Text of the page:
published Saturday, September 5th, 2009

Season Opener

about Clay Bennett...

The son of a career army officer, Bennett led a nomadic life, attending ten different schools before graduating in 1980 from the University of North Alabama with degrees in Art and History. After brief stints as a staff artist at the Pittsburgh Post-Gazette and the Fayetteville (NC) Times, he went on to serve as the editorial cartoonist for the St. Petersburg Times (1981-1994) and The Christian Science Monitor (1997-2007), before joining the staff of the ...

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woody said...

Nothing controversial here, so don't expect too many comments, Clay. However, I am glad to see it finally here.

Between Tennessee, Vanderbilt, Tenn Tech. and the Titans I foresee a lot of tv time over the next several months.

I hope the rest of your "usual suspects" will chime in at some point to celebrate the new season upon us.

If only our worst nightmares or violent arguments centered around the occasional defeats and valiant efforts of our favorite teams our lives would truly be blessed.

Thank you for your time and attention and really nifty cartoon today, Woody

September 5, 2009 at 7:26 a.m.
SeaSmokie59er said...

IT'S FOOTBALL TIME IN TENNESSEE!

September 5, 2009 at 9:34 a.m.
Tubal said...

You Americans are lucky. In Italy the football league ends in May And in June we have the football World Cup.

The wives of Italians all go to the house of Mr. Berlusconi ...

and Italians are happy and contented cuckolds. Greetings from Italy

September 5, 2009 at 10:13 a.m.
OllieH said...

Sorry, but I can't pay attention to any football (college or pro) until after the World Series is over.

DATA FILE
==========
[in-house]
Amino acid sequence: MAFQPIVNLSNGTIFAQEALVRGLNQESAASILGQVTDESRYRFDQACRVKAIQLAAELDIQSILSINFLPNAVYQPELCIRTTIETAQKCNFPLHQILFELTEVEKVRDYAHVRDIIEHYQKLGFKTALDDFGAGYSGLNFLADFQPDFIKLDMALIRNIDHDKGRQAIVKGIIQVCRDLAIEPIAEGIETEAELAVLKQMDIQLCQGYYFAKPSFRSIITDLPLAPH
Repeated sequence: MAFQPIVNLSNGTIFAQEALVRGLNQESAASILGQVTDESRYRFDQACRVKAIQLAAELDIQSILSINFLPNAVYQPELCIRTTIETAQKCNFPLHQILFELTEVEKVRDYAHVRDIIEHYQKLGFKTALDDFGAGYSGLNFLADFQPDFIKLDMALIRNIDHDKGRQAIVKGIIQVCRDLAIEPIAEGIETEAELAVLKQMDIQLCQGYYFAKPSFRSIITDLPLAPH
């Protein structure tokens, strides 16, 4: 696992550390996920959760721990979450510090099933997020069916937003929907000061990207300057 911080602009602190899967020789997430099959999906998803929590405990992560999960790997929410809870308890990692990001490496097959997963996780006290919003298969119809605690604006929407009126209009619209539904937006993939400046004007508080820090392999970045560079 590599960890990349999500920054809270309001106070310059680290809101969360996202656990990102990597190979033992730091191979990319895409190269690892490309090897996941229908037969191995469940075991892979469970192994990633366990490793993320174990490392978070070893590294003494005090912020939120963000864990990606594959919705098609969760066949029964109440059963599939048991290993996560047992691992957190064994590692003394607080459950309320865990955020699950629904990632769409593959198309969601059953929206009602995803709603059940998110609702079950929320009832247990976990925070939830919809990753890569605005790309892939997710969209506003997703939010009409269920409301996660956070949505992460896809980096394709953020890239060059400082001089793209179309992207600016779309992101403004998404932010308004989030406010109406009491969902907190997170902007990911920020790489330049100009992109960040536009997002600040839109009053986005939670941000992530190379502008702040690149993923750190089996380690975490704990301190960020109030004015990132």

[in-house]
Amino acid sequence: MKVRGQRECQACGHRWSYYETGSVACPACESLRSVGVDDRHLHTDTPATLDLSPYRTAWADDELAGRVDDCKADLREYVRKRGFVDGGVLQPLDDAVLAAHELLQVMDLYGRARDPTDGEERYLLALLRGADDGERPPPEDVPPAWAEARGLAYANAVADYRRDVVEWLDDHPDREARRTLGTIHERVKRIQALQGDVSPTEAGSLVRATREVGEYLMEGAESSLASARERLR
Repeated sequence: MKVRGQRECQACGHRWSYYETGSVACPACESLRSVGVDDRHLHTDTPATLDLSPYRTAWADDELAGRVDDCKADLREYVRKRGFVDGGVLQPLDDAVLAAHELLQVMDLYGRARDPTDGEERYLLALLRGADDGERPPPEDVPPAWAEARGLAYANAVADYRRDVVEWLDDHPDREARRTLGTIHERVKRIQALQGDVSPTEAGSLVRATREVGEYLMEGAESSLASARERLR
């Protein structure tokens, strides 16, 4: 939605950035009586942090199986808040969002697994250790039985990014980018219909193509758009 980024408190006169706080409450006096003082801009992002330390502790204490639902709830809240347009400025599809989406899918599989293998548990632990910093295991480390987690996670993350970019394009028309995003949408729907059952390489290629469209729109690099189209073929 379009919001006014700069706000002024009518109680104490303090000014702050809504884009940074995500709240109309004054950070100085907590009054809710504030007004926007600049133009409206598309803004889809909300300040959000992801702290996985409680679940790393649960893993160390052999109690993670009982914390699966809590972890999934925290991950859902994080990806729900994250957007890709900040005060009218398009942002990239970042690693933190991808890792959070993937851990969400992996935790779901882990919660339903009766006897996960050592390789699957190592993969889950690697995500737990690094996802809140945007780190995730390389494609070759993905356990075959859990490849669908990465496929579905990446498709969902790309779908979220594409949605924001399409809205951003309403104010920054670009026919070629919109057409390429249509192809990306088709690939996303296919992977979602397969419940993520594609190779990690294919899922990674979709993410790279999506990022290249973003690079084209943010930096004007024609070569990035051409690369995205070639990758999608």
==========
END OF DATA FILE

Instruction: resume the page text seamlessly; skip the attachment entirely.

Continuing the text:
September 5, 2009 at 10:57 a.m.
Oz said...

The sad part is the majority of our citizens know more about sports than any major issue in our country. It's tragic for all American's. It just goes to show how messed up our society. When coaches are the highest paid state employees, we have a huge problem.

September 5, 2009 at 2:31 p.m.
OllieH said...

Come on, Oz, if we didn't have sports, what would most men have to talk about?

That point aside, I would think a good conservative like you, would argue that an employee or management, for that matter, should receive a salary that reflects their contribution. If you look at how much money a major athletic program brings to a school (public or private), a coach of a successful program can be worth ten or twenty times what a university pays out.

Here's just one case: The Auburn football coaching staff, collectively, earned five million dollars in salary in 2007. That may sound high, but counting up ticket sales and media revenue for the season, that five million dollar investment paid back fifty million in revenues for the university. And that doesn't count any increased contributions from alumni and boosters.

I don't begrudge the coaches their salaries. They earn it. What I do resent, however, is that the athletes (who also earn their schools millions) get paid nothing more than room, board, and free tuition. We need to pay college athletes a salary that reflects their contribution to what has become a multi-billion dollar business.

September 5, 2009 at 6:14 p.m.
Oz said...

OllieH....I'm not anti-sports and I fully understand good coaches bring in huge amounts of money for their respective universities. It just says alot about our society and what we think is important. I don't begrudge the money a good coach is paid or the money a good CEO is paid. I do have a problem with rewarding failure.